Renovations / Excavations
Theatre was never finished.
Cavea Width: 65 meters
Orchestra Width: 21 meters
Magnesia ad Maeandrum, (Roman Theatre near Tekin, Turkey. Cavea: D 67.5 m, facing N; Orchestra: D 25.5 m; ima cavea 14 rows uncovered in 7 cunei; seating: planned for 4700. 2nd or 1st cent. BCE. Theatre unfinished.
The late Hellenistic or early imperial theatre was never quite completed. It was only discovered in 1984. The remains are not very spectacular. There are no traces of the probably wooden stage house. The entrance of the prohedrie (special seating blocks) at the front of the podium shows that the building has a special plan compared to ordinary theatres. It is therefore referred to as the “theatron” (seat tribune) because the exact function is unknown.
The construction was never completed, as can be seen from the phases of the foundation (back from right to left) and the machining of the marble elements. The building was planned with 7 kerkides (wedge-shaped seating areas) and 2 diazoma (bays) for 4700 visitors. It is assumed that in the 1st century C.E. the construction work had to be stopped due to a landslide.
The history of Magnesia ad Maeandrum:
According to legend, the town of Magnesia was founded a generation before the Trojan War by magnets from Thessaly. By Alexander the Great magnesia became Macedonian, fell to various Diadochi, became selective and experienced its cultural heyday with the kingdom of Pergamum in the 2nd century BC. Magnesia is mentioned in the works of Herodotus, Diodorus Siculus and Pausanias, among others. A war with Miletus was ended in 196 B.C. by a peace treaty, after 190 B.C. the city was liberated by the Romans.
In 133 B.C. magnesia was bequeathed to the Roman Empire. Destroyed by an earthquake in 17 A.D., the city was rebuilt by the Roman Emperor Tiberius within twelve years from his own means. As early as 114 A.D. there was an early Christian community there, which regularly sent its bishops to the councils in the following centuries. After the conquest and plunder by the Goths in 262 AD, Magnesia, like the neighboring villages of Ephesus and Miletus, could never fully recover. Although it still became a Byzantine bishop’s town and received a ring wall against the onslaught of Persians and Seljukes, it was little more than a Byzantine border fortress. As a result of floods, epidemics and other plagues, Magnesia was gradually abandoned by its last inhabitants and fell into decay.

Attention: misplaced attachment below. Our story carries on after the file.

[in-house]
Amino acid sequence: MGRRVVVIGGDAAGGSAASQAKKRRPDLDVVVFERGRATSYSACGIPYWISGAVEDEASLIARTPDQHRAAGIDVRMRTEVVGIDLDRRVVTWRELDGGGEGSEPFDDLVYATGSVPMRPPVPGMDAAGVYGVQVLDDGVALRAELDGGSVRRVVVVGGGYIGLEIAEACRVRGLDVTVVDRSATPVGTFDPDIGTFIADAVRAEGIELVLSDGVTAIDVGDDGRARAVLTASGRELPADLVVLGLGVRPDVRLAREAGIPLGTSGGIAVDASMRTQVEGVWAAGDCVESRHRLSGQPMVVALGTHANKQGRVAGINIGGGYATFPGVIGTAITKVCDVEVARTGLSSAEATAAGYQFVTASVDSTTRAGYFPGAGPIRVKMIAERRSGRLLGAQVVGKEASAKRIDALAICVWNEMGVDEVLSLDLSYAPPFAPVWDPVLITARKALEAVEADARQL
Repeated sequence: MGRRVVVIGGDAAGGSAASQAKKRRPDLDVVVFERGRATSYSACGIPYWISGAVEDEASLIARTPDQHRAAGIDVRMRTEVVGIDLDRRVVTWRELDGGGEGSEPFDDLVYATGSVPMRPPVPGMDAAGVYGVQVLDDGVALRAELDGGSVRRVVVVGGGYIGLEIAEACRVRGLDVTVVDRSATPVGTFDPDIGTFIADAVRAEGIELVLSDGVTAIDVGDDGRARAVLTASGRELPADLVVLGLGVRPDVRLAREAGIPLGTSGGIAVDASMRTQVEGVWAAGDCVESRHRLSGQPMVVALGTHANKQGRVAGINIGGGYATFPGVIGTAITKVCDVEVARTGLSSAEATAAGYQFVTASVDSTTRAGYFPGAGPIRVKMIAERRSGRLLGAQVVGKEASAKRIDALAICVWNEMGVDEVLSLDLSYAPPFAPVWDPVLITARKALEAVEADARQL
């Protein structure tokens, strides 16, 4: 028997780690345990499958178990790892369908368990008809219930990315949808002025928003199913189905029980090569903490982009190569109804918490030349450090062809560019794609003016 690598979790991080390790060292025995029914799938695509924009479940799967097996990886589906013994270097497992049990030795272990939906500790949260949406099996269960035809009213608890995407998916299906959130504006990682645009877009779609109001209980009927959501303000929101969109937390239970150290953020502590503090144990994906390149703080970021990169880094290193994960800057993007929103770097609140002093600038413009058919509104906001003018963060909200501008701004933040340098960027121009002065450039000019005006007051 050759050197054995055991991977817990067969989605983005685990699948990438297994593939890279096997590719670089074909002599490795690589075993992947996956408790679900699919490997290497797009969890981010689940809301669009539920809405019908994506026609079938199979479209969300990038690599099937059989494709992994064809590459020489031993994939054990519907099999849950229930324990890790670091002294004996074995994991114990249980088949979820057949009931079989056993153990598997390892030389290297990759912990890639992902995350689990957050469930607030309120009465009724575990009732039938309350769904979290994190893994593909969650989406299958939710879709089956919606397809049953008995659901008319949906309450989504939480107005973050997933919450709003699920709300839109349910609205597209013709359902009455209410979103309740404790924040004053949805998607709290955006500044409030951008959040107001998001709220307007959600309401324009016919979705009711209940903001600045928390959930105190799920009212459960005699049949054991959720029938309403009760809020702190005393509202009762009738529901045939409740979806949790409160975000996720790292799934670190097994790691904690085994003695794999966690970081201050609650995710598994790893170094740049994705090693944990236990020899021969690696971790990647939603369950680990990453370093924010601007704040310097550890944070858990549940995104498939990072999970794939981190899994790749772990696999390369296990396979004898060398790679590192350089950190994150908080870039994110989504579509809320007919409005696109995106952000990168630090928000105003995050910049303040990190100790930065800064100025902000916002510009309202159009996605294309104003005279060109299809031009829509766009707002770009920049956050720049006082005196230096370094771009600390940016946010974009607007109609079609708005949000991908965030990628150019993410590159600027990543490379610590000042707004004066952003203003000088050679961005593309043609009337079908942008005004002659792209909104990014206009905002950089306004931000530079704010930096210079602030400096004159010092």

In the course of the large excavation campaigns in Asia Minor by French, German and British scientists, magnesia was also rediscovered. In the years 1891-1893, excavations were carried out by the Berlin museums under the direction of Carl Humann, during which the remains of the Temple of Zeus and the Temple of Artemis of Hermogenes were uncovered. After the completion of the first excavation campaign in 1893, the excavations were suspended until 1984.
The alluvial sediments and the loam layers removed by rainwater, some up to 4-5 m thick, covered the excavated areas and buildings with earth again. Magnesia was forgotten for almost a hundred years, although important research work on Hermogenes was carried out during this time. Since 1984, the University of Ankara has been carrying out new excavations under the direction of Prof. Dr. Orhan Bingöl.
Source: Magnesia ad Maeandrum, Ancient Theatre in Turkey. On the Traces of Ancient Cultures. Tuerkei-Antik. http://www.tuerkei-antik.de/Theater/magnesia_en.htm
Bibliography / Resources:
Livius.org. Articles on Ancient History. Magnesia on the Meander. https://www.livius.org/articles/place/magnesia-on-the-meander/ (accessed 9/28/23)
Magnesia ad Maeandrum. The Princeton Encyclopedia of Classical Sites. Richard Stillwell, William L. MacDonald, Marian Holland McAllister, Stillwell, Richard, MacDonald, William L., McAlister, Marian Holland, Ed. http://www.perseus.tufts.edu/hopper/text?doc=Perseus%3Atext%3A1999.04.0006%3Aentry%3Dmagnesia-ad-maeandrum
Magnesia ad Maeandrum, Ancient Theatre in Turkey. On the Traces of Ancient Cultures. Tuerkei-Antik. http://www.tuerkei-antik.de/Theater/magnesia_en.htm
Sear, Frank. Roman Theatres: An Architectural Study. Oxford and New York: Oxford University Press, 2006 (p. 342)